940nm is about twice the intensity as 850nm when viewed by the Wii Remote.

For a given wavelength (= given chemistry), max current is pretty much proportional to radiated power.  Running much above max current will kill the LED, so you have to be careful.  To do things right, use a higher source voltage and current limiting (don't connect it directly to a battery).  For example, for a 2.4V source (2x rechargeable AA batteries), and 1.2V (typical) 100mA (max) LED, the resistor should be at least R=V/I=(2.4V-1.2V)/100mA=1.2V/0.1A=12ohms.  If you want to get really fancy, measure the current (you can do this using a ammeter or by just measuring the voltage across the resistor and using I=V/R) and adjust the resistor until you're near your LED's rated maximum.

Power (wattage) isn't really that useful of a metric to compare unless the LEDs have the same current, angle, definition of power, and about the same wavelength.

For the Whiteboard project, you only care about angle if you want to be able to hold the markers more than about 1cm away from the board and not lose range.  If you do want that, you want the narrowest angle possible.

For marker's, the field is just too wide.

For non-marker applications, I like the following LEDs:

Panasonic LN52 & LN152 950nm, 100mA, approximately flat falloff over slightly less than a hemisphere, or a full hemisphere.  Not good for long range applications, but over short ranges (<4 feet) they work great.

Osram SFH 4231 940nM, 1A, approximately lambertian angular falloff.  Expensive though.  If you want to project IR points onto a screen, these plus some optics are you best bet.  The SFH4230 works in a pinch, but you'll get about half the intensity at the sensor for the same current. Powering these near their current rating is tricky - they need to be mounted to a heatsink to actually run at 1A, and merely supplying 1A to them could prove tricky as using a resistor for current limiting becomes problematic (if you don't understand why, don't try it).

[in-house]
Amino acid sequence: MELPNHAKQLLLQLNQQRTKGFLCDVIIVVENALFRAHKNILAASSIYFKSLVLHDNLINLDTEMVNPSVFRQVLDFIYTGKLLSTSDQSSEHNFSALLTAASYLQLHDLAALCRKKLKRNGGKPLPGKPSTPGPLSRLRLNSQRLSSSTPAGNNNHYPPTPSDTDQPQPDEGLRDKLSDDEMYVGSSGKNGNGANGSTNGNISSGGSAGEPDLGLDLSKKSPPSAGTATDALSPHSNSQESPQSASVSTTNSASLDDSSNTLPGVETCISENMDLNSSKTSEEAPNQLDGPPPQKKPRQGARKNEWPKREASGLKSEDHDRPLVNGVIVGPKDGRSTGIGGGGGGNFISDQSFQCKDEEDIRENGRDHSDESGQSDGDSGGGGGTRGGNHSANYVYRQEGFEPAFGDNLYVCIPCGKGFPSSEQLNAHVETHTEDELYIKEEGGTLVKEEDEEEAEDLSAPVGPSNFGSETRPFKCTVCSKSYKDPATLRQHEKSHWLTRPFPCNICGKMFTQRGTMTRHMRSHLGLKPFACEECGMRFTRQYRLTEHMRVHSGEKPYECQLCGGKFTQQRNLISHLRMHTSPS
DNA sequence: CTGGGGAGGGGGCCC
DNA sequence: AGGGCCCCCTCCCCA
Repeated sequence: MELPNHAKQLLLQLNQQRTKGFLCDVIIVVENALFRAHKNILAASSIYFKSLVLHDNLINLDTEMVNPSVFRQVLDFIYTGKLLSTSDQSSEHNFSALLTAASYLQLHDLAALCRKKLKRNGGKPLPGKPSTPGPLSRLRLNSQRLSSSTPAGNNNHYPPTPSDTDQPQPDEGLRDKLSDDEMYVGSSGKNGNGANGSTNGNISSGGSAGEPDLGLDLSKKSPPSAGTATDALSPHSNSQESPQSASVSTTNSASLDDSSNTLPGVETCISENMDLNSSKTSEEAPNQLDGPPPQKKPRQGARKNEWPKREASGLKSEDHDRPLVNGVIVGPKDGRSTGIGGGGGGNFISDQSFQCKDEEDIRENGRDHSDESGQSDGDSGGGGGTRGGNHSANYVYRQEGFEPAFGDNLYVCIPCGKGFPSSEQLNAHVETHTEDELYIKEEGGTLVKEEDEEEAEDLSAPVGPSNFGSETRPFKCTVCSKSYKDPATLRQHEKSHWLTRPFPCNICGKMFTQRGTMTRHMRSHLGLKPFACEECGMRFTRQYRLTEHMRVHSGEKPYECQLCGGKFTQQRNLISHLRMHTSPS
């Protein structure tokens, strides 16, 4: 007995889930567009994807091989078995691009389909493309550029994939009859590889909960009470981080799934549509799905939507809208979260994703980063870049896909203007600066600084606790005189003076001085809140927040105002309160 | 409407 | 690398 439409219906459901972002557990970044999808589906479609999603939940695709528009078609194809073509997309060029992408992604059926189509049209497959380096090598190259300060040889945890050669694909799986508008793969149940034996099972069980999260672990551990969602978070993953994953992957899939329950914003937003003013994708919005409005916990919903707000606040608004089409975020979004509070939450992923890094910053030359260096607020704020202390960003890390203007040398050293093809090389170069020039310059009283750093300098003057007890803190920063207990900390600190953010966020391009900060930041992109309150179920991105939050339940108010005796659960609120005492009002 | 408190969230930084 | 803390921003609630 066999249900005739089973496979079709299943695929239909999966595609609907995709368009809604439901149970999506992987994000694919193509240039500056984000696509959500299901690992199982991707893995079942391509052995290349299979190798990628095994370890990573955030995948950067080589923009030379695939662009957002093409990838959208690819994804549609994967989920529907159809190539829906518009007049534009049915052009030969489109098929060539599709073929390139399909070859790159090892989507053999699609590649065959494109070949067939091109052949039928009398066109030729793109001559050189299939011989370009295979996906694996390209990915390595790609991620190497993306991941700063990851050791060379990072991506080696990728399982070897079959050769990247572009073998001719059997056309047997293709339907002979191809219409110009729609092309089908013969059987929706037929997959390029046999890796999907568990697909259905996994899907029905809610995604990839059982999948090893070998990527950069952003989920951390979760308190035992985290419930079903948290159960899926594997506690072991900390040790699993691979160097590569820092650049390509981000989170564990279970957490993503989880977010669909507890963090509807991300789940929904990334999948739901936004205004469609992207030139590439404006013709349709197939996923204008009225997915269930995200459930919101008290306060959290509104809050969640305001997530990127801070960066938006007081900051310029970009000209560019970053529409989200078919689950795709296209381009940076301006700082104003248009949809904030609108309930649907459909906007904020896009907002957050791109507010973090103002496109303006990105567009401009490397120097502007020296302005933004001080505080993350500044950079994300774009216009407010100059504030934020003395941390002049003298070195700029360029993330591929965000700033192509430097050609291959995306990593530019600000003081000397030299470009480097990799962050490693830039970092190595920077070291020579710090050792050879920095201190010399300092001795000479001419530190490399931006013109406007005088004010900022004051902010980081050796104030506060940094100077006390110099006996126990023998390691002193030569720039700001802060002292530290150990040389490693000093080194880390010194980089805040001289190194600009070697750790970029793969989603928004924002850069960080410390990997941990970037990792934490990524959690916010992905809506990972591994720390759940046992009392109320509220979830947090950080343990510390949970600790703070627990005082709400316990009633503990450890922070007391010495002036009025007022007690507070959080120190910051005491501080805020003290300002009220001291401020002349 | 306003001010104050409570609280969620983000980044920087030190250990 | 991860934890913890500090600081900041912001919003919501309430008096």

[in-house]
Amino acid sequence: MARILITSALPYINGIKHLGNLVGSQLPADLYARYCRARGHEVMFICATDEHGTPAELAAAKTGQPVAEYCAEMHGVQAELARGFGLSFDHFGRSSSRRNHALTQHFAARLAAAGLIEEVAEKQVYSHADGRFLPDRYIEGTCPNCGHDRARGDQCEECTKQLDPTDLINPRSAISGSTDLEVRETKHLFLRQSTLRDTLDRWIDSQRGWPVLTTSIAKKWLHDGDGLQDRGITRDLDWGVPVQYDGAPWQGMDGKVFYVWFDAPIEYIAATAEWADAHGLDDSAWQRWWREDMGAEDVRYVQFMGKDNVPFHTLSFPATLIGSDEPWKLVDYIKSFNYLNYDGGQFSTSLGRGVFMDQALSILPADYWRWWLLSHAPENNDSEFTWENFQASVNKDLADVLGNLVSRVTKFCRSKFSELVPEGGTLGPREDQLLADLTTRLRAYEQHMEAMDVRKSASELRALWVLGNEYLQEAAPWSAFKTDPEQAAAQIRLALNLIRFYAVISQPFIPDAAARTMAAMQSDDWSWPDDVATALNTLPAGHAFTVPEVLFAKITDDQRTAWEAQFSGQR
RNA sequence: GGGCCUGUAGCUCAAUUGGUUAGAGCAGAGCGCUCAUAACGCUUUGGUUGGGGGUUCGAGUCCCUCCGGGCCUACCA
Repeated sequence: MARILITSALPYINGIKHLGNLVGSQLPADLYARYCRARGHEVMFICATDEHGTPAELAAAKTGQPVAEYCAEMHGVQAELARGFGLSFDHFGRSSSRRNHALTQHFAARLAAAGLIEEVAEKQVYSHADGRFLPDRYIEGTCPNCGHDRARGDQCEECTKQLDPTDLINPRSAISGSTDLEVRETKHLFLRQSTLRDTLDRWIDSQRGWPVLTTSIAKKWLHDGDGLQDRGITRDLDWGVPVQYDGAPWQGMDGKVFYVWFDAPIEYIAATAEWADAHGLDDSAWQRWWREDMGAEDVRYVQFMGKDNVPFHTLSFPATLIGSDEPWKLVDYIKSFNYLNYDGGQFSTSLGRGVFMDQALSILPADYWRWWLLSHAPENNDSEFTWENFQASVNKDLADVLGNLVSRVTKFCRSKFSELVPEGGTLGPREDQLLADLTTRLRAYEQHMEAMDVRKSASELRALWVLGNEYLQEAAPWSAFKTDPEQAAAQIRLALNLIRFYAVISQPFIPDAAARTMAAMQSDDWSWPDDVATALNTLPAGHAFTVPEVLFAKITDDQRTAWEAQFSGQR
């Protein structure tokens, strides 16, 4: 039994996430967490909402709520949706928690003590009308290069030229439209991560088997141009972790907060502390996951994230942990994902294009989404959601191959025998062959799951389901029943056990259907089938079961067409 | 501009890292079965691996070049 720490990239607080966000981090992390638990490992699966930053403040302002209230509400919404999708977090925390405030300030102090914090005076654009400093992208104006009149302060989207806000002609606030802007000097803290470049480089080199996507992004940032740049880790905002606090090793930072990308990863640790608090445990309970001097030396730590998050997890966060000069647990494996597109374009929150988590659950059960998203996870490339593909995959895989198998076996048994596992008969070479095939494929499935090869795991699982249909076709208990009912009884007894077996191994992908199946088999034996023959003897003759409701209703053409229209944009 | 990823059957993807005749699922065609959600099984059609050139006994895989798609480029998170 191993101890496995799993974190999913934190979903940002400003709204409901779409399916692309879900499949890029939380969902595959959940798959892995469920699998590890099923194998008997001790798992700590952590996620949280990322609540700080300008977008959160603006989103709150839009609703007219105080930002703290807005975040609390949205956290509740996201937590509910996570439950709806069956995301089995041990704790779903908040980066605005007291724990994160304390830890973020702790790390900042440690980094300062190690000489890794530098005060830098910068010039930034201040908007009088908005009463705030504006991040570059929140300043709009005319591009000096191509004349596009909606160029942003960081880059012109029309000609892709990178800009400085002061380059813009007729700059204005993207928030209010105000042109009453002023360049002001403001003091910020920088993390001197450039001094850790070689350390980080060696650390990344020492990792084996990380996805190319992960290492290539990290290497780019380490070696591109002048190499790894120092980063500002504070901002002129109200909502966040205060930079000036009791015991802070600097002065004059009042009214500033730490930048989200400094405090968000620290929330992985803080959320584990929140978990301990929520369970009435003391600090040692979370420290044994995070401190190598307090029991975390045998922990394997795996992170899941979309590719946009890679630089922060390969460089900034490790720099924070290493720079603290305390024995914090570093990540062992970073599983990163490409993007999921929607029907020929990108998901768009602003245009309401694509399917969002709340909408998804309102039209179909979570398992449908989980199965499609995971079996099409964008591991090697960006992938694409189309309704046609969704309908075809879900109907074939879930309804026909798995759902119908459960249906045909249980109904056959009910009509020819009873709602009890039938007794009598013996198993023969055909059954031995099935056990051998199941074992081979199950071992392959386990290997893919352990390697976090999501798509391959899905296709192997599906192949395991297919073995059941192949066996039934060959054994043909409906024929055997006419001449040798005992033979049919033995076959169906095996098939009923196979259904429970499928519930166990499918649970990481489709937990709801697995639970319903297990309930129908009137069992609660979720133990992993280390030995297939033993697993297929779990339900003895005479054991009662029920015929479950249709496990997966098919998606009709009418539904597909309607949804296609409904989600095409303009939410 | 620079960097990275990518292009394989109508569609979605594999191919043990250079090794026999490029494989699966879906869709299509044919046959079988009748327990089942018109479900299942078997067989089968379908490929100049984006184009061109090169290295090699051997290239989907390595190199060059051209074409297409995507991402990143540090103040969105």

Offline balam

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Reply #14 on: February 26, 2008, 04:50:01 PM
Hey guys,

I went to radioshack yesterday and bought some of their High-Output ir leds.
Forward Voltage = 1.2V - 1.6V
Wavelength = 940nm
Forward Currnet = 100mA

I'mn pretty sure I got the right ones but they are not bright at all. After I built my pen and tested it out and it seemed to work but not well. If the will was not within 2 feet of my screen it would not pick up the pen. This lead me to some investigation. I started watching some videos on other poeples pens to see what the desired characteristics were. I was noticing that when people were pressing the button on the pen the led was makeing a rather bright light on the camera. I break out my camera and do some tests and I can barley tell the led ligts up. Pointing the pen at the camera you could see it was lit but still it was dim.

I've tried energiser AAA, and rechargable AA batteries but nothing seems to make a differance. So far 2 of the same type leds have produced the same results.

any suggestions as to what I might be doing wrong?


agree
redioshack ones are weak.